16 4. Key RUP Concept Establish the Architecture Baseline Early A project s s technical risks can be mitigated by implementing and testing the architecture early. A stable architecture facilitates communications and makes it easier to see the impact of changing requirements on the system. Establishing the architecture early facilitates the estimation of a project s s effort Key RUP Concept - Build a components based system Applications built with components are more resilient to change and have reduced system maintenance costs. Components facilitate reuse, allowing you to build higher quality applications faster than using functional decomposition. Functional decomposition Component based architecture 32 16

17 6. Key RUP Concept Model Visually RUP is a Model- Based Development Process. Models are abstractions of reality and help to make communications between stakeholders more effective Key RUP Concept Accommodate change early Changes that come late into the project mean rework, increase in costs, reduce quality, and cause schedule delays. The graphic below shows the impact of change on a project s costs during its lifecycle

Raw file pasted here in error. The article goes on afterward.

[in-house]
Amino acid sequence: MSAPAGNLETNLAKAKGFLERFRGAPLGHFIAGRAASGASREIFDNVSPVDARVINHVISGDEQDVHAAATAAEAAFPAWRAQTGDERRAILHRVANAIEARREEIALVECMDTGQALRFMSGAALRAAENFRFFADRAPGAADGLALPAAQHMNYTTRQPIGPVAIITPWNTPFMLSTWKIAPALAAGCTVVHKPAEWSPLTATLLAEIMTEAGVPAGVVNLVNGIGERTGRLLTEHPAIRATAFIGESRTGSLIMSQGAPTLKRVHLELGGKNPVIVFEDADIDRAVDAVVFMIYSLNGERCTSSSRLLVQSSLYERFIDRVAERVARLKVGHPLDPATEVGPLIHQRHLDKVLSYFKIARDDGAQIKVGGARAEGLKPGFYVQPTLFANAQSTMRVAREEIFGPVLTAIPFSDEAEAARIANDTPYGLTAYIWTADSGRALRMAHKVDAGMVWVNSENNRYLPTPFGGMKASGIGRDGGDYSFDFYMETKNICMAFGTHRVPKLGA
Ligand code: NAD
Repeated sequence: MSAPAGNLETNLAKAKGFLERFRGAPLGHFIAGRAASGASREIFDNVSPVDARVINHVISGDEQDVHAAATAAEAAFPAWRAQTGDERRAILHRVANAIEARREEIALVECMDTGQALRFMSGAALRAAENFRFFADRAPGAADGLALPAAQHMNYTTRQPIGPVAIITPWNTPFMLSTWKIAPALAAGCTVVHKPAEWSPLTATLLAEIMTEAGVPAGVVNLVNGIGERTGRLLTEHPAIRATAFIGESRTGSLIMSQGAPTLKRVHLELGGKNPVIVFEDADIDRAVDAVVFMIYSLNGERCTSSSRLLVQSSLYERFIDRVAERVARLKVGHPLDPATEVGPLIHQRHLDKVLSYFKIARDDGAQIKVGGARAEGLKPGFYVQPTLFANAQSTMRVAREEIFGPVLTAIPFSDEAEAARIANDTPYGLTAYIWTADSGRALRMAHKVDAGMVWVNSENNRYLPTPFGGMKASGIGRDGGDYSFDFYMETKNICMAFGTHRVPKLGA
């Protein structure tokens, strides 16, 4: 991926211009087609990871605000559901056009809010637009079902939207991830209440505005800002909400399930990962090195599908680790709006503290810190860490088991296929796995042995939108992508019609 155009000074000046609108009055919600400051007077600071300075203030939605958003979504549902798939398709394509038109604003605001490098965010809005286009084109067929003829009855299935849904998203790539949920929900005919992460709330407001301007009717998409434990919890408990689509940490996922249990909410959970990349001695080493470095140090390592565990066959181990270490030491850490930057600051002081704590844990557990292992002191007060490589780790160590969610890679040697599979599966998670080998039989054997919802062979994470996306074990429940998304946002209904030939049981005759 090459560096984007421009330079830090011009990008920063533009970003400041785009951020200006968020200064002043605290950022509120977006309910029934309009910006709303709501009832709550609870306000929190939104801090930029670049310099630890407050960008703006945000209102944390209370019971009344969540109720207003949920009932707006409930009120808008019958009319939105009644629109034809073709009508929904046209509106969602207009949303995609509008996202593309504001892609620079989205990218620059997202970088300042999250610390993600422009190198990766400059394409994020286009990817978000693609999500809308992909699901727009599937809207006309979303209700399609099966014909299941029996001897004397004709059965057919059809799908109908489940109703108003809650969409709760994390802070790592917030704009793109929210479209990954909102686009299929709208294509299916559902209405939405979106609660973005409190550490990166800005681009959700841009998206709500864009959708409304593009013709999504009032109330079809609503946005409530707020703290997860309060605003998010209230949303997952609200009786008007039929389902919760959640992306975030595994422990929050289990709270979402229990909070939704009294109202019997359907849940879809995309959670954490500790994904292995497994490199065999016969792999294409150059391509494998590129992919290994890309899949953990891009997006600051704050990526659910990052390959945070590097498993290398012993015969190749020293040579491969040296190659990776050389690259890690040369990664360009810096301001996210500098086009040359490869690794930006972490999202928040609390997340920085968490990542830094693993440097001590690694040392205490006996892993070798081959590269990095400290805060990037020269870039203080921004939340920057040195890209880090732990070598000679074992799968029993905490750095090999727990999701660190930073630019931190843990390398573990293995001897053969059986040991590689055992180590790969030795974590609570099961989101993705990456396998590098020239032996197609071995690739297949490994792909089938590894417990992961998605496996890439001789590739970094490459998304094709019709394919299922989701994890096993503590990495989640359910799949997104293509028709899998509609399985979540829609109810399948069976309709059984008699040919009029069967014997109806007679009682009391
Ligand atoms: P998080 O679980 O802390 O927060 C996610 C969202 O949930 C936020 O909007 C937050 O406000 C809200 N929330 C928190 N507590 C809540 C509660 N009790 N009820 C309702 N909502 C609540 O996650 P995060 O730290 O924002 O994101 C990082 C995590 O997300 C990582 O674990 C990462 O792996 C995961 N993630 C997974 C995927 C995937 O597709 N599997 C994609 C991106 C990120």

18 Managing Change Requests and Configuration Management 35 How The Development Lifecycle is Managed in RUP Process? Dynamic Elements: The horizontal (Time) dimension of the project expressed in phases, iterations and Milestones. Static Elements : The vertical dimension describes how process elements activities, workflows, artifacts,, and roles are logically grouped into core process disciplines

19 Dynamic Elments 4 phases: 1. Inception Phase: Understand the scope of the project, Functional and non-functional requirements, build the business case and get stakeholders buy-in. 2. Elaboration Phase: Mitigate key technical risks and develop an architecture baseline. e. 3. Construction Phase: Build the operational version of the product 4. Transition Phase: Build the final version of the product and deliver it to the customer 37 Dynamic Aspect of RUP Changes in requirements A phase is a period of time between two major milestones of the project Each phase has exit criteria to ensure that objectives are met, artifacts are finalized. Upon satisfaction of the key stakeholders a decision is made whether to proceed to the next phase. An iteration is like a mini project with defined sequence of activities Each iteration has a plan and criteria for success

20 RUP Lifecycle in terms of Schedule and Effort Inception Elaboration Construction Transition Effort ~5 % 20 % 65 % 10% Schedule 10 % 30 % 50 % 10% BMC Static Elements: 9 Core Process Disciplines Logical grouping of the process elements- activities, workflows, artifacts and roles encapsulated into nine core process disciplines: 1.Business modelling 2.Requirements 3.Analysis and Design 4.Implementation 5.Test Test 6.Deployment 7.Configuration and change management 8.Project Project management 9.Environment 40 20